This fantasy novella is entertaining enough for its brief length, and shows some originality, but it fails to explore its most interesting ideas, and the character development and worldbuilding – while serviceable – are not particularly deep.
In a quasi-Asian world, a Protector rules over not-China with an iron fist. The first half of the book follows the Protector’s youngest children, twins Akeha and Mokoya, through their childhood, discovery of their magical powers and coming-of-age, while in the second half they appear as adults (the book covers 35 years) building their own lives and becoming involved in a rebellion against their mother’s rule.
As far as the plot goes, I found the second half more interesting than the first, and the book is a very quick read. With small pages and generous font and spacing, it goes by even quicker than the page count would have you believe, and the author does keep things moving – we get little more than a snapshot of the action at each phase of the twins’ lives. The thing that makes this book notable is its treatment of gender: this is a world where people don’t have one until they choose it, be that at age 3 or age 17. Which is a bombshell of an idea that is incredibly underexplored, treated as background and only barely mentioned in the lives of anyone other than the twins.
It’s a fascinating idea: what would gender mean in a world where everyone got to choose their own? Would gender be considered meaningless, merely a matter of plumbing? Would gender roles carry less weight because anyone could choose either, or more, because if you chose your gender you forfeited the right to complain? Perhaps there would be even less tolerance for crossing boundaries, because if you wanted to be a construction worker you should have chosen male? Would society be more equal, because people wouldn’t choose a gender they viewed as oppressed? Would governments try to incentivize people to choose one or the other based on their current needs? Would families pressure their kids to choose a gender that suited their needs better? Would horny teens choose the gender they figured would get them more sex, regardless of other factors?
And how would you choose, if you could freely choose either and hadn’t been handled a default? There’s so much to consider: what role you want to hold in society and your family; how you want your actions, strengths and flaws to be viewed; how you want your worth to be judged; which physical risks you are more willing to accept; what expectations for showing emotion fit your personality; what expectations for personal grooming suit you best; whether you want to be pregnant and give birth; what type of body you want; what role you want to play in sex; and so much more.
And guess what, none of this is actually considered in this book. The book doesn’t delve into how people choose their genders at all, beyond the idea of choosing what “feels right.” Akeha looks into a mirror, tries out one gender’s pronouns, feels they don’t fit, tries out the other’s, likes them better, and chooses that. This kid is 17, old enough to choose a college and potentially a career path in our world, yet puts about as much thought into this decision as the average person picking a restaurant for dinner.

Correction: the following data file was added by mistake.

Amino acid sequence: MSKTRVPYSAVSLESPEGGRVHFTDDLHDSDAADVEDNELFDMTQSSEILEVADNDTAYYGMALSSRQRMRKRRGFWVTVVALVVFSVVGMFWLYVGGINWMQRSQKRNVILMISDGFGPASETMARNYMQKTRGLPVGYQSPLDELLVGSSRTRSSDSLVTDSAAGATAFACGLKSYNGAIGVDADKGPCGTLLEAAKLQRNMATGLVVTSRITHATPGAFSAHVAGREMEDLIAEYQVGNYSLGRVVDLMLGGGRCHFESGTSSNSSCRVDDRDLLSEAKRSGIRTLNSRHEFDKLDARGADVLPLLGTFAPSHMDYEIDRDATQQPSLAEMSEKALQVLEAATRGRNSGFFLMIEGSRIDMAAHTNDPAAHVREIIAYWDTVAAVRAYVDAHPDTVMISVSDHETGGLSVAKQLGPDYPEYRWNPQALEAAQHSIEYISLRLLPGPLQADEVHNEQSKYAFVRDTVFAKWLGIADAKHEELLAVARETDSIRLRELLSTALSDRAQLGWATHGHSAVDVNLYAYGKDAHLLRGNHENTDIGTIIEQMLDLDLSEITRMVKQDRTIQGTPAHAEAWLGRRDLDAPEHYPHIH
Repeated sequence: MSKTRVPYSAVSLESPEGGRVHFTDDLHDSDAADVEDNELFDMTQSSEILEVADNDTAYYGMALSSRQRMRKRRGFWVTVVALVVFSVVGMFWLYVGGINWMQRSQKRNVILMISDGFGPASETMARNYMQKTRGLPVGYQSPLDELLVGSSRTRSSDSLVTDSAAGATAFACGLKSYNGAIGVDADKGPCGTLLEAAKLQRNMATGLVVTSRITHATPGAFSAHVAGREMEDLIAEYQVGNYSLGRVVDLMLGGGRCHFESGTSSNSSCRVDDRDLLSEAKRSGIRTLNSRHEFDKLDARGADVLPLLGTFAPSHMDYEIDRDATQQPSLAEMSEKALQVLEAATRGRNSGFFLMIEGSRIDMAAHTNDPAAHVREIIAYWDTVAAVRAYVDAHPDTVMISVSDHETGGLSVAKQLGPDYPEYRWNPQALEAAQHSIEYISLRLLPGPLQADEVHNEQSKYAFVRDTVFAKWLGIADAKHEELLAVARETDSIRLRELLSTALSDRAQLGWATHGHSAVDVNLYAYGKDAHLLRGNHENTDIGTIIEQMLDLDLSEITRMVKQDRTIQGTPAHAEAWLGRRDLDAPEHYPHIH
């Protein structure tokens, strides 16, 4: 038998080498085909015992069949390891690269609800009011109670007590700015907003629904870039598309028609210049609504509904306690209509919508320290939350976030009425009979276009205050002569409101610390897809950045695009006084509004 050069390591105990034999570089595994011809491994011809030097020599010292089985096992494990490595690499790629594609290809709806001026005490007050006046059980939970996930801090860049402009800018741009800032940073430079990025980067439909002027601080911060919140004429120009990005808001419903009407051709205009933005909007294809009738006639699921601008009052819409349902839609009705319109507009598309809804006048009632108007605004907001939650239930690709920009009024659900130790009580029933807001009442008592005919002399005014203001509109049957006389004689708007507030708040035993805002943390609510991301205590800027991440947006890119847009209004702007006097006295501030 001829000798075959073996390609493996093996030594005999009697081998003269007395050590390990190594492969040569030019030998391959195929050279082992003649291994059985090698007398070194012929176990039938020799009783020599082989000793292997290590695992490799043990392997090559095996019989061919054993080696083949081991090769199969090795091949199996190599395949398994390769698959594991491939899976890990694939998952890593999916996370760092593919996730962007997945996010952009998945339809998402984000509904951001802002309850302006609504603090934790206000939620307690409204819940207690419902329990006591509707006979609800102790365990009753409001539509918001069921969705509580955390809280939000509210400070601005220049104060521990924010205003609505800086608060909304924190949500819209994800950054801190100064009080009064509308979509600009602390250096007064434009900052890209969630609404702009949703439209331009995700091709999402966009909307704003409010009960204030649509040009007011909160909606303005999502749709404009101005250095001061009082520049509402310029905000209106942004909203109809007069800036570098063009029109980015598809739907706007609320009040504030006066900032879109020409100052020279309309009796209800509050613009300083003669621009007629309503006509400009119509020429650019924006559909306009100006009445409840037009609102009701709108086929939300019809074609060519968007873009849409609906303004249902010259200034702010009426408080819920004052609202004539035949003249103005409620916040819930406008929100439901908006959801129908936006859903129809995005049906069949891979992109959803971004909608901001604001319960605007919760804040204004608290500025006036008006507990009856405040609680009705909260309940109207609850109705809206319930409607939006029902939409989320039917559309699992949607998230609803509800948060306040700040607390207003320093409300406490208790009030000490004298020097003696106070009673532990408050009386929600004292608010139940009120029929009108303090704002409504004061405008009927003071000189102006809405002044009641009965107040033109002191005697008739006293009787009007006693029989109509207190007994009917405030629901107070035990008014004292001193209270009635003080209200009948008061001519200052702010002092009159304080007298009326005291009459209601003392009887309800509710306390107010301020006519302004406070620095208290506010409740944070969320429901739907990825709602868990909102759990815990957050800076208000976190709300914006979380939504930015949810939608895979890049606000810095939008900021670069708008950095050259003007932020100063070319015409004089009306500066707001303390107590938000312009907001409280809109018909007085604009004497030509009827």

Nor are gender roles in this society explored at all, though there are indications that they exist: Akeha – raised in a monastery – reflects on not really having known any men because monks aren’t “real men” in the eyes of society, and has a stereotype of women that involves simpering and makeup. Gender roles don’t seem to be particularly strict, or at least don’t follow our stereotypical defaults – most of the military officers we see are female, which is a bit confusing because if you could choose your gender and wanted to join the military, wouldn’t you go for the extra upper body strength? (Though the military seems to be more about magic than physical strength in this world, so perhaps not.) Or considered another way, how likely are the types of people who choose female to then decide to join the military in large numbers? Presumably testosterone is still a thing in this world.
The mechanics of all this aren’t explored either. The book indicates that due to magic, puberty doesn’t happen until people choose: but what plumbing do they have beforehand? What happens if someone never chooses? What if they later change their mind? If people have a “correct” gender – as is implied by having characters just choose what “feels right” – then one can choose wrong, for instance by choosing the same gender as one’s older siblings to fit in, or succumbing to family pressure, or choosing to please a love interest (homosexuality and people having love interests before choosing their gender both occur in this book).
On the positive side, the book did make me reflect on how large a role gender plays in how I view a character (and by extension, presumably real people too). Reading about Akeha and Mokoya in the first half of the book, before they choose, I felt distanced from the characters, largely I think because this key aspect of their identities was missing. Unfortunately, the language is also unavoidably clunky at times: “Akeha was used to being patient and staying very still, but irritated prickles flushed up their spine and raced across the skin of their neck. They pressed their teeth together.”
At any rate, this is a really quick read and a reasonably satisfying one on a plot level, so go for it if you want. But I would have appreciated it more if it had truly engaged with the ideas it introduces.